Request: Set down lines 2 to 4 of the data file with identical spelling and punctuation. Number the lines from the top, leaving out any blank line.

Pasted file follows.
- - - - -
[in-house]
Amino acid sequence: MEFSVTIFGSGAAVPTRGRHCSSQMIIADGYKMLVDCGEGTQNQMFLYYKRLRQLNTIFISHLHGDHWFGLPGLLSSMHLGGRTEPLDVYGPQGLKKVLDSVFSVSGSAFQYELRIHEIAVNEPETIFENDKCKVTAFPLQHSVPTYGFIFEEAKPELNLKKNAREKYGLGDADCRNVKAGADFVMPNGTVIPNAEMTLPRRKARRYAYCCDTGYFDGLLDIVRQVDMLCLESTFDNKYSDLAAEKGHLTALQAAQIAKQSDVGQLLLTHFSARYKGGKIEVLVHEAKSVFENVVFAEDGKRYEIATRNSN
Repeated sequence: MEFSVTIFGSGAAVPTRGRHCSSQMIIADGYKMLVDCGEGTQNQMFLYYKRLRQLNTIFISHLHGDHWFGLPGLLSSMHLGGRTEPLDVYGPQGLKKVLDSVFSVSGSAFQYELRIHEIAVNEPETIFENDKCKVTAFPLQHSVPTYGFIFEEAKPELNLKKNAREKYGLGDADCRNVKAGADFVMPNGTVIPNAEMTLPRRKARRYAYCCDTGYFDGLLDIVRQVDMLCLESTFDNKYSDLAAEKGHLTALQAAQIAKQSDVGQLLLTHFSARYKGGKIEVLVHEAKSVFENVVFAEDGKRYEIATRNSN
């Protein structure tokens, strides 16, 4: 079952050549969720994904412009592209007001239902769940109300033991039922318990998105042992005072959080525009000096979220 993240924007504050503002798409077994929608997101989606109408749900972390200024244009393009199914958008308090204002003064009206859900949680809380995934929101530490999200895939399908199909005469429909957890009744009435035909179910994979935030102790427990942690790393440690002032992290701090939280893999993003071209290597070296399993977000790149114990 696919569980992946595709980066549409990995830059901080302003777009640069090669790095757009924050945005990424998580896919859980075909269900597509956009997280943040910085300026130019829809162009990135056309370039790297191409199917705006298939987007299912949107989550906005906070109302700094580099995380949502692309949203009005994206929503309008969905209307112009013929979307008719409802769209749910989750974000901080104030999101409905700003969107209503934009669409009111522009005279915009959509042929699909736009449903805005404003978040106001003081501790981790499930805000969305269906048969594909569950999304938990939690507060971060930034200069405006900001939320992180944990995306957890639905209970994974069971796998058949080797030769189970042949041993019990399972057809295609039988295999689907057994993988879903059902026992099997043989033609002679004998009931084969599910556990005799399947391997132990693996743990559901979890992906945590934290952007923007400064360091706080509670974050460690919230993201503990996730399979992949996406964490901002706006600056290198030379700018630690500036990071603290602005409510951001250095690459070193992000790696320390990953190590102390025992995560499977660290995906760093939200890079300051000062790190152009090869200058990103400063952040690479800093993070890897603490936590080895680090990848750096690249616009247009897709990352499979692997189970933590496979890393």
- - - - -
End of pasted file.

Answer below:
Amino acid sequence: MEFSVTIFGSGAAVPTRGRHCSSQMIIADGYKMLVDCGEGTQNQMFLYYKRLRQLNTIFISHLHGDHWFGLPGLLSSMHLGGRTEPLDVYGPQGLKKVLDSVFSVSGSAFQYELRIHEIAVNEPETIFENDKCKVTAFPLQHSVPTYGFIFEEAKPELNLKKNAREKYGLGDADCRNVKAGADFVMPNGTVIPNAEMTLPRRKARRYAYCCDTGYFDGLLDIVRQVDMLCLESTFDNKYSDLAAEKGHLTALQAAQIAKQSDVGQLLLTHFSARYKGGKIEVLVHEAKSVFENVVFAEDGKRYEIATRNSN
Repeated sequence: MEFSVTIFGSGAAVPTRGRHCSSQMIIADGYKMLVDCGEGTQNQMFLYYKRLRQLNTIFISHLHGDHWFGLPGLLSSMHLGGRTEPLDVYGPQGLKKVLDSVFSVSGSAFQYELRIHEIAVNEPETIFENDKCKVTAFPLQHSVPTYGFIFEEAKPELNLKKNAREKYGLGDADCRNVKAGADFVMPNGTVIPNAEMTLPRRKARRYAYCCDTGYFDGLLDIVRQVDMLCLESTFDNKYSDLAAEKGHLTALQAAQIAKQSDVGQLLLTHFSARYKGGKIEVLVHEAKSVFENVVFAEDGKRYEIATRNSN
């Protein structure tokens, strides 16, 4: 079952050549969720994904412009592209007001239902769940109300033991039922318990998105042992005072959080525009000096979220 993240924007504050503002798409077994929608997101989606109408749900972390200024244009393009199914958008308090204002003064009206859900949680809380995934929101530490999200895939399908199909005469429909957890009744009435035909179910994979935030102790427990942690790393440690002032992290701090939280893999993003071209290597070296399993977000790149114990 696919569980992946595709980066549409990995830059901080302003777009640069090669790095757009924050945005990424998580896919859980075909269900597509956009997280943040910085300026130019829809162009990135056309370039790297191409199917705006298939987007299912949107989550906005906070109302700094580099995380949502692309949203009005994206929503309008969905209307112009013929979307008719409802769209749910989750974000901080104030999101409905700003969107209503934009669409009111522009005279915009959509042929699909736009449903805005404003978040106001003081501790981790499930805000969305269906048969594909569950999304938990939690507060971060930034200069405006900001939320992180944990995306957890639905209970994974069971796998058949080797030769189970042949041993019990399972057809295609039988295999689907057994993988879903059902026992099997043989033609002679004998009931084969599910556990005799399947391997132990693996743990559901979890992906945590934290952007923007400064360091706080509670974050460690919230993201503990996730399979992949996406964490901002706006600056290198030379700018630690500036990071603290602005409510951001250095690459070193992000790696320390990953190590102390025992995560499977660290995906760093939200890079300051000062790190152009090869200058990103400063952040690479800093993070890897603490936590080895680090990848750096690249616009247009897709990352499979692997189970933590496979890393």